The Nixon Shock was a series of economic measures undertaken by United States President Richard Nixon in 1971, the most significant of which was the unilateral cancellation of the direct convertibility of the United States Dollar to Gold.


The Gold Standard as “a commitment by participating countries to fix the prices of their domestic currencies in terms of a specified amount of Gold. National money and other forms of money (bank deposits and notes) were freely converted into Gold at the fixed price.” A county under the gold standard would set a price for Gold , say $100 an ounce and would buy and sell gold at that price. This effectively sets a value for the currency; in our fictional example $1 would be worth 1/100th of an ounce of Gold. Other precious metals could be used to set a monetary standard; silver standards were common in the 1800s. A combination of the Gold and Silver standard is known as bimetallism.

On the “Gold” Standard, you cannot print Gold. Every Dollar, Yen, Euro would be backed by Sold or Silver. The reason that public officials do not want a gold standard is because they cannot print precious metals. Gold and silver are real money. The money used by ever country is not a money, they are currencies backed by nothing but debt.


What Do We Use Today?

Almost every country, including the United States, is on a System of Fiat Money (Commodity money is based on a good, often a precious metal such as Gold) , which the glossary defines as “money that is intrinsically useless ( its only paper ); is used only as a medium of exchange”. We saw in the article ” Why Does Money Have Value ” that the value of money is set by the Supply and Demand LAW for money and the Supply and Demand for other goods and services in the economy. The prices for those goods and services, including Gold and Silver, are allowed to fluctuate based on market forces.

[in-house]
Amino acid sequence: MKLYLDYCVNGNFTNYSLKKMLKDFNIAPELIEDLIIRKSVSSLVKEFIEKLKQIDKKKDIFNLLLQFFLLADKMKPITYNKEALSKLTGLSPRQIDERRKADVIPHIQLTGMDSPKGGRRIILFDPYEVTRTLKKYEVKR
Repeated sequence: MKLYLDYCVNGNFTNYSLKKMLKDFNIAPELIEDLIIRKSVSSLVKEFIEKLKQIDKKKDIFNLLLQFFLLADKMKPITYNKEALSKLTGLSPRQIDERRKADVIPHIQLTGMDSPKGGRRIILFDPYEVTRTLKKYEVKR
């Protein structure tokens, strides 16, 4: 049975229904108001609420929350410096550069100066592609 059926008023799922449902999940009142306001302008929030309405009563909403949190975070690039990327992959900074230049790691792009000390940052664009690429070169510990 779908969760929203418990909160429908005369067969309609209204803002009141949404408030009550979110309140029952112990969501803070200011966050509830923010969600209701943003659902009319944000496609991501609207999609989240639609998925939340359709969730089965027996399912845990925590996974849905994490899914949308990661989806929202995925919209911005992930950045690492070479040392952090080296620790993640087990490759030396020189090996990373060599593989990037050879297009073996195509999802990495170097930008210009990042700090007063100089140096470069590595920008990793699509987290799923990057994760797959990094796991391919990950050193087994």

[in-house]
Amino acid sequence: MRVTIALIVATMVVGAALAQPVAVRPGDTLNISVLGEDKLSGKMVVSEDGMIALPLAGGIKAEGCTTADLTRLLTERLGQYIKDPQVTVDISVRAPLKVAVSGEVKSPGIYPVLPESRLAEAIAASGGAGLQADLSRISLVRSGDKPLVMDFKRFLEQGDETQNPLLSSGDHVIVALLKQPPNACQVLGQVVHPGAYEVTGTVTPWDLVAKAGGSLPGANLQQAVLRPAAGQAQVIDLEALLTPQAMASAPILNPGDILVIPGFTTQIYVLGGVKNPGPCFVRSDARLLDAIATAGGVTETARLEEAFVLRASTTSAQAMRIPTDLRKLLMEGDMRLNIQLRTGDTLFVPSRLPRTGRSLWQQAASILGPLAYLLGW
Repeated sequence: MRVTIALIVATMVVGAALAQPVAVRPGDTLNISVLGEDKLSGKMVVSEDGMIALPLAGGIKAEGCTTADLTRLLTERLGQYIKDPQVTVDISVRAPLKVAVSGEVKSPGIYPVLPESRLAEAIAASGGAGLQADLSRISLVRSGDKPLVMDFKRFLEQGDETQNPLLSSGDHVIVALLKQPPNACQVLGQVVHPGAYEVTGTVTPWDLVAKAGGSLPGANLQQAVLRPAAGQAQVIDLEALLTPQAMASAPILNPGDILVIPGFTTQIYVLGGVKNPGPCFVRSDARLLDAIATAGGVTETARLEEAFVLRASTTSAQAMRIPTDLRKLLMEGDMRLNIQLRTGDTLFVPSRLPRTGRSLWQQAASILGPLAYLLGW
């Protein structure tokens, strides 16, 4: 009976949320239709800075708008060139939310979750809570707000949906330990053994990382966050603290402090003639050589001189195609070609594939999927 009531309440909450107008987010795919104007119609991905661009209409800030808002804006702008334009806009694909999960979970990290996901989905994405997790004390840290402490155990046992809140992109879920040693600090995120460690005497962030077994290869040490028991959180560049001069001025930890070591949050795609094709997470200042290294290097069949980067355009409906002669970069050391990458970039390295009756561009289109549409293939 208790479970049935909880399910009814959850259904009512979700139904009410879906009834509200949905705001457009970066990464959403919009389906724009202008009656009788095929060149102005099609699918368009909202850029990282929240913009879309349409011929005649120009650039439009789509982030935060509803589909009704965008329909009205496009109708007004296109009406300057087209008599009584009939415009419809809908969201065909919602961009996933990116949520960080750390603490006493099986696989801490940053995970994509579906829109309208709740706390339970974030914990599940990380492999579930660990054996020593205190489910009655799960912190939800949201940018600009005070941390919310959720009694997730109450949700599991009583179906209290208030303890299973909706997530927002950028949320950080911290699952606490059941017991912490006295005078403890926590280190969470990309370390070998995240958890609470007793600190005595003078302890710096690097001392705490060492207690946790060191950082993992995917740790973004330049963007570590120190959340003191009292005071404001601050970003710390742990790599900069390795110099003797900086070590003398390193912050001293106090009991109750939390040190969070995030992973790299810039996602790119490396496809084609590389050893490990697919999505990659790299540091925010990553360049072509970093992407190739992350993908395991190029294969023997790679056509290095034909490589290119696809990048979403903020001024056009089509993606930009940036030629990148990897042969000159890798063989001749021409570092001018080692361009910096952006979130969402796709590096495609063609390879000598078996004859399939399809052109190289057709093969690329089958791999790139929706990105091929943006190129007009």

For the first time in human history, the entire world is on a Fiat Monetary System. Fiat Money is money that is backed by debt and the promise to repay. In other words, the intrinsic value of the bill (any denomination) is zero. You can take any bill out of your pocket and look at the top: It reads, “Federal Reserve Note”. The Federal Reserve is not a part of the U.S.Government and has Zero reserves. The Federal Reserve is in fact a private bank. When you hear that the Fed is using “Quantitative Easing” to prop up the economy. They are printing paper money.

FEDERAL RESERVE NOTE : This Note Is Legal for All Debts Public and Private.


Gold and Silver have been used as money for the past 3000 years. It is light, spongable, and rare. It will not tarnish nor break down. Go out and start investing in Gold and Silver to protect your wealth.

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Stop TPP!!

Trans-Pacific Partnership Agreement

What is the Trans-Pacific Partnership Agreement (TPP)?The Trans-Pacific Partnership (TPP) is a secretive, multi-national trade agreement that threatens to extend restrictive intellectual property (IP) laws across the globe and rewrite international rules on its enforcement.